Compare any two graphics cards:
GeForce GTS 250 1GB vs Radeon HD 6670 (OEM) 1GB
IntroThe GeForce GTS 250 1GB has core speeds of 738 MHz on the GPU, and 1100 MHz on the 1024 MB of GDDR3 RAM. It features 128 SPUs along with 64 TAUs and 16 Rasterization Operator Units.
Compare all of that to the Radeon HD 6670 (OEM) 1GB, which features GPU core speed of 800 MHz, and 1024 MB of GDDR5 RAM set to run at 1000 MHz through a 128-bit bus. It also is comprised of 480 SPUs, 24 TAUs, and 8 ROPs.
(No game benchmarks for this combination yet.)
Power Usage and Theoretical Benchmarks
Power Consumption (Max TDP)
The GeForce GTS 250 1GB should theoretically perform a bit faster than the Radeon HD 6670 (OEM) 1GB overall. (explain)
Texel RateThe GeForce GTS 250 1GB will be quite a bit (more or less 146%) more effective at texture filtering than the Radeon HD 6670 (OEM) 1GB. (explain)
Pixel RateThe GeForce GTS 250 1GB will be much (about 85%) more effective at AA than the Radeon HD 6670 (OEM) 1GB, and also able to handle higher screen resolutions more effectively. (explain)
Please note that the above 'benchmarks' are all just theoretical - the results were calculated based on the card's specifications, and real-world performance may (and probably will) vary at least a bit.
Please note that the price comparisons are based on search keywords - sometimes it might show cards with very similar names that are not exactly the same as the one chosen in the comparison. We do try to filter out the wrong results as best we can, though.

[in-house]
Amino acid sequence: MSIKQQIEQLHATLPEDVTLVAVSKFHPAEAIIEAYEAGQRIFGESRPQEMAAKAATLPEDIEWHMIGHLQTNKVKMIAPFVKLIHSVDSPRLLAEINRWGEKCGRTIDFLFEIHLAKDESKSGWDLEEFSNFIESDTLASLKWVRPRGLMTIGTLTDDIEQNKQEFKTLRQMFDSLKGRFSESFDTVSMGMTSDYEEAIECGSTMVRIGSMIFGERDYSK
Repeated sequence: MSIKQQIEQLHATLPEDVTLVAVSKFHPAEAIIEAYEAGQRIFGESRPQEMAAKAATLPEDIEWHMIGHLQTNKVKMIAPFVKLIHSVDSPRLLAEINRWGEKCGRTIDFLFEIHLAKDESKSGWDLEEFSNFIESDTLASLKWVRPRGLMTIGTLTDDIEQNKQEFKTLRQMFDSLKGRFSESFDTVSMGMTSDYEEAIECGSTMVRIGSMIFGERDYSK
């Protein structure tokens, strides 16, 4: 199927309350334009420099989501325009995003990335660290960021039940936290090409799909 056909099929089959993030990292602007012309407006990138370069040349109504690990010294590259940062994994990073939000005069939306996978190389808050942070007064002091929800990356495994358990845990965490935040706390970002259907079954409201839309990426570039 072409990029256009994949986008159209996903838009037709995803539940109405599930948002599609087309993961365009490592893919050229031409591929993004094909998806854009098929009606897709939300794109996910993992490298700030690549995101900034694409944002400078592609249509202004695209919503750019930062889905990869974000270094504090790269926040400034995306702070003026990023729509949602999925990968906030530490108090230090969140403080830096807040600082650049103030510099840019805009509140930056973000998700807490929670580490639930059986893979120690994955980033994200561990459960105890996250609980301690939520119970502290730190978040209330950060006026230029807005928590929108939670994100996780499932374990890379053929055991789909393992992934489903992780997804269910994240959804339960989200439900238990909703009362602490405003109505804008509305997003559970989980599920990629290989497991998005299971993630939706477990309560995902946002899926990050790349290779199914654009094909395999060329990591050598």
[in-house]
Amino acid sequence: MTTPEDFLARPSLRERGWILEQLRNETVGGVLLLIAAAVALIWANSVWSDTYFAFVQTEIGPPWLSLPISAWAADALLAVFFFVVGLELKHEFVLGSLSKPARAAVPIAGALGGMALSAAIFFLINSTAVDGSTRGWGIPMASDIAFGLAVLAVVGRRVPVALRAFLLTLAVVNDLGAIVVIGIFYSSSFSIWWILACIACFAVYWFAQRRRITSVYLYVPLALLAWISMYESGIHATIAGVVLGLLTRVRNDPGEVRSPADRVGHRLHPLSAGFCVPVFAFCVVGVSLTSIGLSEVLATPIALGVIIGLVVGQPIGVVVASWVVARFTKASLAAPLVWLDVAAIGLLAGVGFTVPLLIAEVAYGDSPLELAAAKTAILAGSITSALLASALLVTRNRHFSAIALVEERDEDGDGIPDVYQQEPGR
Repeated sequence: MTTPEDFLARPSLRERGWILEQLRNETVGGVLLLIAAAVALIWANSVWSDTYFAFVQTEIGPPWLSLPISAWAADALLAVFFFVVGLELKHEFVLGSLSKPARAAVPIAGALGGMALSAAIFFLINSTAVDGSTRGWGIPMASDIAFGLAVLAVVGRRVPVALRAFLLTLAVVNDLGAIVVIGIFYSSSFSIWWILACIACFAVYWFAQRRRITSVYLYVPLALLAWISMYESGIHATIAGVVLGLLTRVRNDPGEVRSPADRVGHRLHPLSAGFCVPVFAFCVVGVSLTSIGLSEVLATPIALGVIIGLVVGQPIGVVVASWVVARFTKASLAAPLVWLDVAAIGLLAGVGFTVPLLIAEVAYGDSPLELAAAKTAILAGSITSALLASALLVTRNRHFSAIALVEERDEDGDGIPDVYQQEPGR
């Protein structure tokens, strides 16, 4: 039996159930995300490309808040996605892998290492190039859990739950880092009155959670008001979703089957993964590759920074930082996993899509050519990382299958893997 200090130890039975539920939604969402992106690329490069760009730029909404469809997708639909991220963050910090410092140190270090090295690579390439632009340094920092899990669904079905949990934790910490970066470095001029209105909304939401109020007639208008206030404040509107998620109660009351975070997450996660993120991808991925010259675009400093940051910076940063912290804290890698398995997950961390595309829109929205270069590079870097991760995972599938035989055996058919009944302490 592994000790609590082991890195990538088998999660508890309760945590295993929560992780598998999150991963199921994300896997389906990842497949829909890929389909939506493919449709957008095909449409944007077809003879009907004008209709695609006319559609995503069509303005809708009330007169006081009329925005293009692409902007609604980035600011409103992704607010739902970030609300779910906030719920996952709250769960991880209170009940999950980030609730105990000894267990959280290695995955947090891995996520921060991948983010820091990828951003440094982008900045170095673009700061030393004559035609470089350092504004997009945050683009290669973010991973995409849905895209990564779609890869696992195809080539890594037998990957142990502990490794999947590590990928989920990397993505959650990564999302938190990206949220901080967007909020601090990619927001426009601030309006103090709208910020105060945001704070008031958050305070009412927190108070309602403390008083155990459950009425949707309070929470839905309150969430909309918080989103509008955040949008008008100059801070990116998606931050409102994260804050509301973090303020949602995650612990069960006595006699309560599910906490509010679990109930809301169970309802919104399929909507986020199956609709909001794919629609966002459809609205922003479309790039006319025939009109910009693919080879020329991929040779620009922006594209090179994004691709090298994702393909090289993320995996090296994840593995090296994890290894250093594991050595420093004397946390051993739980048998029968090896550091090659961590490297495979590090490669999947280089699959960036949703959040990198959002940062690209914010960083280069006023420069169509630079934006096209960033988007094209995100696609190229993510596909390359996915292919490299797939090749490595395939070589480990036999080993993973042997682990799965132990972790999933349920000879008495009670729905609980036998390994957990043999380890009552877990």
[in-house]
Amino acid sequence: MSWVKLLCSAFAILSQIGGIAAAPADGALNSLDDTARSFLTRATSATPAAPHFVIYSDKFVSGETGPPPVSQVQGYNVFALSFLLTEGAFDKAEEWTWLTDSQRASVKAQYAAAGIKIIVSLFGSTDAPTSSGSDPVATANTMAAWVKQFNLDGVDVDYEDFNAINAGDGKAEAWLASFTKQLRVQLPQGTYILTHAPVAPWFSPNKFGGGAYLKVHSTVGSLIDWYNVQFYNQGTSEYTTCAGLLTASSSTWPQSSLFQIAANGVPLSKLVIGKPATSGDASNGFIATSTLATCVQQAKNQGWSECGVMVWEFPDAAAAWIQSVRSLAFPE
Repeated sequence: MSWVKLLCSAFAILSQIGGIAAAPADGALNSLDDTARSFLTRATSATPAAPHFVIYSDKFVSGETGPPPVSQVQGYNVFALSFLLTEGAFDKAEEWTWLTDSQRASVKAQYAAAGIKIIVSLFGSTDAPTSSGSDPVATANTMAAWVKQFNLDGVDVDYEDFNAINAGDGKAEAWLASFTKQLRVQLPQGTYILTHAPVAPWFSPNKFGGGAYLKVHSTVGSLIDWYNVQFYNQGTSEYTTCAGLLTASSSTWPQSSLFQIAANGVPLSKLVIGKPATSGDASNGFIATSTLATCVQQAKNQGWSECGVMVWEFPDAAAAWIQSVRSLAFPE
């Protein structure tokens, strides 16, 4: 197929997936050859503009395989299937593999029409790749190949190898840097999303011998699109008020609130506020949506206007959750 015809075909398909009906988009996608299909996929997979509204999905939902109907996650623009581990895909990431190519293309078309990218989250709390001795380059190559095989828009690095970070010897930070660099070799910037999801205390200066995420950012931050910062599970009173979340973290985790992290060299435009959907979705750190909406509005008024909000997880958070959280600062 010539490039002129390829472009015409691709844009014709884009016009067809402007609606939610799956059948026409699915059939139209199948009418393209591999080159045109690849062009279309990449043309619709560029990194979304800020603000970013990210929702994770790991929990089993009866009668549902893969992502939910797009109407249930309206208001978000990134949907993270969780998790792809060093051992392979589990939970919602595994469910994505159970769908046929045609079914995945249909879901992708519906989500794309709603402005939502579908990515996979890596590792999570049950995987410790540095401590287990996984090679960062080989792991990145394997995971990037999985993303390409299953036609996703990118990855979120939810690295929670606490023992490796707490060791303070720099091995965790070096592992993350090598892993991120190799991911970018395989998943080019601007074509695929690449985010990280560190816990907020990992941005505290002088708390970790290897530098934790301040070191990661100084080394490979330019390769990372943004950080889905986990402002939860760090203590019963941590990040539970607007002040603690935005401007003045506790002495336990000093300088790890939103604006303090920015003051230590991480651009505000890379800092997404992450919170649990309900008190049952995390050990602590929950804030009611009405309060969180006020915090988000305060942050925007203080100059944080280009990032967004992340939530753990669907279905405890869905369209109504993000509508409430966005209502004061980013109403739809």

Memory Bandwidth: Bandwidth is the maximum amount of data (measured in megabytes per second) that can be transported over the external memory interface in one second. It is worked out by multiplying the card's interface width by the speed of its memory. If it uses DDR RAM, the result should be multiplied by 2 once again. If DDR5, multiply by 4 instead. The higher the memory bandwidth, the better the card will be in general. It especially helps with anti-aliasing, HDR and higher screen resolutions.
Texel Rate: Texel rate is the maximum amount of texture map elements (texels) that are applied in one second. This number is calculated by multiplying the total amount of texture units of the card by the core clock speed of the chip. The higher the texel rate, the better the video card will be at texture filtering (anisotropic filtering - AF). It is measured in millions of texels in one second.
Pixel Rate: Pixel rate is the maximum number of pixels the graphics card can possibly write to the local memory in one second - measured in millions of pixels per second. Pixel rate is worked out by multiplying the number of Raster Operations Pipelines by the the core clock speed. ROPs (Raster Operations Pipelines - also called Render Output Units) are responsible for filling the screen with pixels (the image). The actual pixel fill rate also depends on quite a few other factors, especially the memory bandwidth of the card - the lower the memory bandwidth is, the lower the potential to get to the maximum fill rate.